J Sainsbury’s (LON:SBRY) proposed merger with Walmart’s Asda could increase pressure on farmers, a union has warned. The comments come as the Competition and Markets Authority (CMA) continues with its in-depth investigation into the tie-up which is set to create Britain’s biggest supermarket, surpassing Tesco (LON:TSCO).
Sainsbury’s share price has climbed into positive territory in today’s session, having added 1.30 percent to 310.80p as of 09:58 GMT. The shares are outperforming the broader market, with the benchmark FTSE 100 index currently standing 0.80 percent higher at 7,003.27 points. The grocer’s shares have added more than 36 percent to their value over the past year, as compared with about a 5.7-percent drop in the Footsie.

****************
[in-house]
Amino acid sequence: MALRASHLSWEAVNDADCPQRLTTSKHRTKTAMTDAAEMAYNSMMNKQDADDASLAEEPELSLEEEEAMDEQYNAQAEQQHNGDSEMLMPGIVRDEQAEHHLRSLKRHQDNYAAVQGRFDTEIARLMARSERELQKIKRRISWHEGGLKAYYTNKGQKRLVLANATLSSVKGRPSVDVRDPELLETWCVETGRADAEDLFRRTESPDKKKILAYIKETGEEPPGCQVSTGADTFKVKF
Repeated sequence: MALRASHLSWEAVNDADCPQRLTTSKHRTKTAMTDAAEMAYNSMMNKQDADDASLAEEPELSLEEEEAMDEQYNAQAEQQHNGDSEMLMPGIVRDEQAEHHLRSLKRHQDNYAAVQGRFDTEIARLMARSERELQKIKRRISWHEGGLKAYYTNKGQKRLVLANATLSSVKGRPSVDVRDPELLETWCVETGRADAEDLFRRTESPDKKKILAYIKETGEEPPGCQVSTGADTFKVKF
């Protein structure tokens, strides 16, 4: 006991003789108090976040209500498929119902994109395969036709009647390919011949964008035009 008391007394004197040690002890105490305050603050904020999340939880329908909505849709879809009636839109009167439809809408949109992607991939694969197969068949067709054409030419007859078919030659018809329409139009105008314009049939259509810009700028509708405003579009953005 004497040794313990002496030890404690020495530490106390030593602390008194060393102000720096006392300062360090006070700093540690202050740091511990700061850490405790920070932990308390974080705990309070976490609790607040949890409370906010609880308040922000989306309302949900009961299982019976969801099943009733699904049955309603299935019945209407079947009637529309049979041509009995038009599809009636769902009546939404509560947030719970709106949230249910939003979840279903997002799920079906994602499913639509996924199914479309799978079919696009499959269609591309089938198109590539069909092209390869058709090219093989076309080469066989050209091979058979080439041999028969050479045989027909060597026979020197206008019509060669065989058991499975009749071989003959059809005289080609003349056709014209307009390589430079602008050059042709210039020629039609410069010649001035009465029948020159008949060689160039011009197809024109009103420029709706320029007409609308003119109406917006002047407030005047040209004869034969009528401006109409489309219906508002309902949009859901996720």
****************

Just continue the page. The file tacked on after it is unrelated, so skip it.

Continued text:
Farmers flag Asda deal concerns
The National Farmers’ Union (NFU) said in a statement yesterday that it had told the CMA that the proposed merger of Sainsbury’s and Asda could lead to increased pressure on farmers and reduce the choice and innovation of products available for shoppers.
“The consolidation of retail buying power is one of the biggest concerns farmers and growers have about the proposed merger,” the NFU’s head of food and farming Philip Hambling said in an oral evidence session this month, adding that the union had concerns that the tie-up’s “desire to reduce prices even further could leave farmers as the ones to take the brunt of significant market disruption”.
The comments came after a major supermarket supplier recently warned that the merger would be ‘extremely detrimental’ to consumers.
Analysts on FTSE 100 supermarket
Berenberg Bank reiterated its ‘buy’ rating on the blue-chip grocer last week, with a price target of 369p on the shares. According to MarketBeat, Sainsbury’s currently has a consensus ‘hold’ rating and an average price target of 310.69p.